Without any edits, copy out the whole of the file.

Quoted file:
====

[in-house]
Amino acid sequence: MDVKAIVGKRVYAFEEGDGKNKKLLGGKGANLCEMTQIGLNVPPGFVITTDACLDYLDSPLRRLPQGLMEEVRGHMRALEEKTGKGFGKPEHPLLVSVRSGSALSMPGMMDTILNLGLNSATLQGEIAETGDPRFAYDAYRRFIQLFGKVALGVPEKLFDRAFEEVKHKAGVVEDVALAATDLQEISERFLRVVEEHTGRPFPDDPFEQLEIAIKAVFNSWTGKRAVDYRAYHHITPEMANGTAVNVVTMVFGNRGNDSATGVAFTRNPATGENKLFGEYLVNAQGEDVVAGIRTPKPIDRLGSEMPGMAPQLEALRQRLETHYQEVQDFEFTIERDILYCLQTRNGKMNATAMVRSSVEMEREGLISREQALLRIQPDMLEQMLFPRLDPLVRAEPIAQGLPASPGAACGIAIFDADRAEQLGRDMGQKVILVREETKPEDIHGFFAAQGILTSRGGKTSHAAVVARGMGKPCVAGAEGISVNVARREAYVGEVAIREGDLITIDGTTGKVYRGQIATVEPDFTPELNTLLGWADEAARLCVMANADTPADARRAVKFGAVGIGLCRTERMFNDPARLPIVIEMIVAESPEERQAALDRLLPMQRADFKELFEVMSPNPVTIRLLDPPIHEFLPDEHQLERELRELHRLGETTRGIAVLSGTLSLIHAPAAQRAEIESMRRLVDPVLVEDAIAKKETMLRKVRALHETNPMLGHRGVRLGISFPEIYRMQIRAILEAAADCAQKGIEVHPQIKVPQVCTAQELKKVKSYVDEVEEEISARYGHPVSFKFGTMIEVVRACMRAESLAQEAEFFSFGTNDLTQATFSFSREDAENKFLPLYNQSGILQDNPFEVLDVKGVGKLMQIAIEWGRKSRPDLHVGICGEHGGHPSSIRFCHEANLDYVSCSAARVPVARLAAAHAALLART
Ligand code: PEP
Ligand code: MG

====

[in-house]
Amino acid sequence: MDVKAIVGKRVYAFEEGDGKNKKLLGGKGANLCEMTQIGLNVPPGFVITTDACLDYLDSPLRRLPQGLMEEVRGHMRALEEKTGKGFGKPEHPLLVSVRSGSALSMPGMMDTILNLGLNSATLQGEIAETGDPRFAYDAYRRFIQLFGKVALGVPEKLFDRAFEEVKHKAGVVEDVALAATDLQEISERFLRVVEEHTGRPFPDDPFEQLEIAIKAVFNSWTGKRAVDYRAYHHITPEMANGTAVNVVTMVFGNRGNDSATGVAFTRNPATGENKLFGEYLVNAQGEDVVAGIRTPKPIDRLGSEMPGMAPQLEALRQRLETHYQEVQDFEFTIERDILYCLQTRNGKMNATAMVRSSVEMEREGLISREQALLRIQPDMLEQMLFPRLDPLVRAEPIAQGLPASPGAACGIAIFDADRAEQLGRDMGQKVILVREETKPEDIHGFFAAQGILTSRGGKTSHAAVVARGMGKPCVAGAEGISVNVARREAYVGEVAIREGDLITIDGTTGKVYRGQIATVEPDFTPELNTLLGWADEAARLCVMANADTPADARRAVKFGAVGIGLCRTERMFNDPARLPIVIEMIVAESPEERQAALDRLLPMQRADFKELFEVMSPNPVTIRLLDPPIHEFLPDEHQLERELRELHRLGETTRGIAVLSGTLSLIHAPAAQRAEIESMRRLVDPVLVEDAIAKKETMLRKVRALHETNPMLGHRGVRLGISFPEIYRMQIRAILEAAADCAQKGIEVHPQIKVPQVCTAQELKKVKSYVDEVEEEISARYGHPVSFKFGTMIEVVRACMRAESLAQEAEFFSFGTNDLTQATFSFSREDAENKFLPLYNQSGILQDNPFEVLDVKGVGKLMQIAIEWGRKSRPDLHVGICGEHGGHPSSIRFCHEANLDYVSCSAARVPVARLAAAHAALLART
Ligand code: PEP
Ligand code: MG